Then the Macaroni. If the yogurt was a treat, this was the whole Hallowe’en sack. The sauce was thick, gravy like, the taste of lobster fattened up with the cream and foie gras, and the parmesan accenting each bit of the macaroni. I concentrated on the Palacio with this, as the deeper flavours of that wine went with all the details in this dish.

This was fine enough that we asked for more bread, and all of us set to mopping up the sauce.

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The dessert was an afterthought for me, I must admit. The plating was different, the painting of strawberry replaced by a nice ball of the sorbet. But now the sorbet was on the crumble while the mascarpone was on a bit of what tasted like shortbread. The mascarpone cream was okay, but not really anything outstanding. I think it suffered in the shadow of the macaroni (Hmmm “shadow of the macaroni” would be a great title for something…..)

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Anyways, it was 2:30 now, and there was the Grange tasting at 3. It was time to get moving.

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The Grange Tasting

I’ve a lot to say about the Grange, but I’m going to do it later. It’s dawn here in Bangkok, and this is my fourth day. I look at my notes, and I’m falling way behind.

So, I’ll give you a brief on the tasting now, and come back later.

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Here’s what we covered.

Peter Gago, Penfolds’ fourth Chief Winemaker, gave us the history of the Grange. I’ve sat through his talks before, and he’s fun. A lot of fun. But then he has the advantage of being Australian. I think it also helps that he was a schoolteacher before he moved into wines.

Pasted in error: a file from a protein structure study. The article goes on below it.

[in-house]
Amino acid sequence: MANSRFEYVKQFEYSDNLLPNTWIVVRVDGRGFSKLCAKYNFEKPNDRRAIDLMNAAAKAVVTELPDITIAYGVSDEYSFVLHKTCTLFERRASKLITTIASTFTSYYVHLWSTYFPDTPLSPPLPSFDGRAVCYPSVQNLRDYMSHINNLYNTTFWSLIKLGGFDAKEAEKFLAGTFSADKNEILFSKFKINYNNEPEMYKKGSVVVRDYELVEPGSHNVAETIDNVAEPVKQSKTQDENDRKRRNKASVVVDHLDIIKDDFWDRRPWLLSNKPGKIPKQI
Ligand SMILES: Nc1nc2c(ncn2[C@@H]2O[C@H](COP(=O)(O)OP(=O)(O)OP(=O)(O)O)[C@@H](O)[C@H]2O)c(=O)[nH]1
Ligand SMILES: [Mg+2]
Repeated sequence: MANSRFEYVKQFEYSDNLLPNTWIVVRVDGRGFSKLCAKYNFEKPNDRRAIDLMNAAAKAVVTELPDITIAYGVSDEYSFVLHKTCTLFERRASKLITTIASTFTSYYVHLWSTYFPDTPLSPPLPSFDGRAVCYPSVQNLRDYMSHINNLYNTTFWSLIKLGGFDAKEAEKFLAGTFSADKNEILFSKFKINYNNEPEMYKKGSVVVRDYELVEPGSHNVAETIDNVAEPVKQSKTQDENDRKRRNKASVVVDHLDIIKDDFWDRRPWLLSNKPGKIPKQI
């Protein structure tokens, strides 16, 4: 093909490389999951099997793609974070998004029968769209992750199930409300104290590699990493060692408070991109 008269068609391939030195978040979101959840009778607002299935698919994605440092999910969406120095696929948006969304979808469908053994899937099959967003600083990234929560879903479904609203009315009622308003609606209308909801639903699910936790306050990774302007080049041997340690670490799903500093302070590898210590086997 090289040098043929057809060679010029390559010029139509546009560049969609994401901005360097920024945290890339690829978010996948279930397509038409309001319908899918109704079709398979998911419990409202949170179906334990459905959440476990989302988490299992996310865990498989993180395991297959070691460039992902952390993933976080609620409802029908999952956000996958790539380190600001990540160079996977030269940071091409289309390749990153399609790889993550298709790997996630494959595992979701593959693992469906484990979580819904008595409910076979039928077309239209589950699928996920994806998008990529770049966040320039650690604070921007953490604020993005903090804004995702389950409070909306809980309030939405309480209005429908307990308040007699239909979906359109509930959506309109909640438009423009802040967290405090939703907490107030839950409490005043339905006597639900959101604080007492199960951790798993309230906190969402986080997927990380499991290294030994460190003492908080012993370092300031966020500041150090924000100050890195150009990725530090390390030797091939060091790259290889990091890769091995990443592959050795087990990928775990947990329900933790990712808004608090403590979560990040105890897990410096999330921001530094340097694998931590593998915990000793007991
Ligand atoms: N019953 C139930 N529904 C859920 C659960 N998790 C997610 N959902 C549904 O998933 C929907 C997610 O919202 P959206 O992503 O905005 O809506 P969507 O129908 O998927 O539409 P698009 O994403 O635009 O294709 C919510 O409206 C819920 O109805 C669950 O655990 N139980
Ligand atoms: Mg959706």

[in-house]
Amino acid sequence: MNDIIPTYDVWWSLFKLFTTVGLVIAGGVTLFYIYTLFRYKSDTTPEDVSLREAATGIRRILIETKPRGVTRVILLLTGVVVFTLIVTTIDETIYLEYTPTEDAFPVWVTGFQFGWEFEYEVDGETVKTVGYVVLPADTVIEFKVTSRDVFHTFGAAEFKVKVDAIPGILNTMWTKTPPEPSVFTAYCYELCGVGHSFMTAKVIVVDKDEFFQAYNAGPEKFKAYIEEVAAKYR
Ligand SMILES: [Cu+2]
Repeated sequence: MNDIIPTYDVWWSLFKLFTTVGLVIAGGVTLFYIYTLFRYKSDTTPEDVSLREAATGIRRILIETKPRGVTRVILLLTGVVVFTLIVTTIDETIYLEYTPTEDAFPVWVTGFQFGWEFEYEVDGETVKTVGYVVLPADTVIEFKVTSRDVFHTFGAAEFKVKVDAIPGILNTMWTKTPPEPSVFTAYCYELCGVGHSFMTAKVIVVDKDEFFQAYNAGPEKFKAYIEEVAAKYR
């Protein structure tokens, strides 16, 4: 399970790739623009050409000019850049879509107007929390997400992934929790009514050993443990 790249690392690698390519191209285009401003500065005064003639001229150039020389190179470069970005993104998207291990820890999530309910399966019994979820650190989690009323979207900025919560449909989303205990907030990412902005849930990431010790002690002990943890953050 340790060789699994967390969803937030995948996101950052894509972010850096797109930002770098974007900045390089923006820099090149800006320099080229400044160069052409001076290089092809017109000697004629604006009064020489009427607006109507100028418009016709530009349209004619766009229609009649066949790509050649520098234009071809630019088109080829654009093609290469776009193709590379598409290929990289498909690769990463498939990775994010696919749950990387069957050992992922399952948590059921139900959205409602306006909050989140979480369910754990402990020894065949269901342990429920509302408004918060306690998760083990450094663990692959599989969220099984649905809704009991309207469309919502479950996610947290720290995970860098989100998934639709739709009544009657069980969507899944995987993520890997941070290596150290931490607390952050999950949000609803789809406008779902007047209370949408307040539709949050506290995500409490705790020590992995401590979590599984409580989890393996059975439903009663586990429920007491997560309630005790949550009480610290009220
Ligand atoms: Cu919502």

Anyways, his talk wound around and about the wines and the winery, giving us time to taste and consider, while taking in more of the history of the 163 year old Penfolds.

The ’81 was our opener. He’d brought it out as an example of the slow development of the wine, 26 years and only just beginning to soften.

Then he jumped to the ’95,’96, and ‘97. The ’95 probably the least of the ‘90’s, to be compared to the ’96, which falls into the “wow” list. The thing is that the “least” isn’t too shabby at all, but you really appreciate the ’96 right after. And then the ’97 is different again, having a “leave me alone” note to it, begging for more time in the bottle (a lot more time).

The ’99 had taken 100 points, and was, I would say, quite drinkable. But it was the 2001 that really took my attention. And the poor 2002, their newest Grange (it’s released as a 5 year old) suffered in its shadow.

As I said, I’ll save the details until I can catch up on other things.

There’s a dinner to be done.

Next: How Much Foie Can One Man Eat?

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Michael Ginor

Angimbe Sicilia IGT 2005 (Insoglia Chardonnay)

Terrine of Hudson Valley Foie Gras

Hibiscus

Ginestet 2005 Bordeaux Blanc

Tartar of Tuna and Nori-Salt Cured Foie Gras

Black Truffle

Laurent-Perrier Brut

Butter Poached Lobster and Foie Gras Flan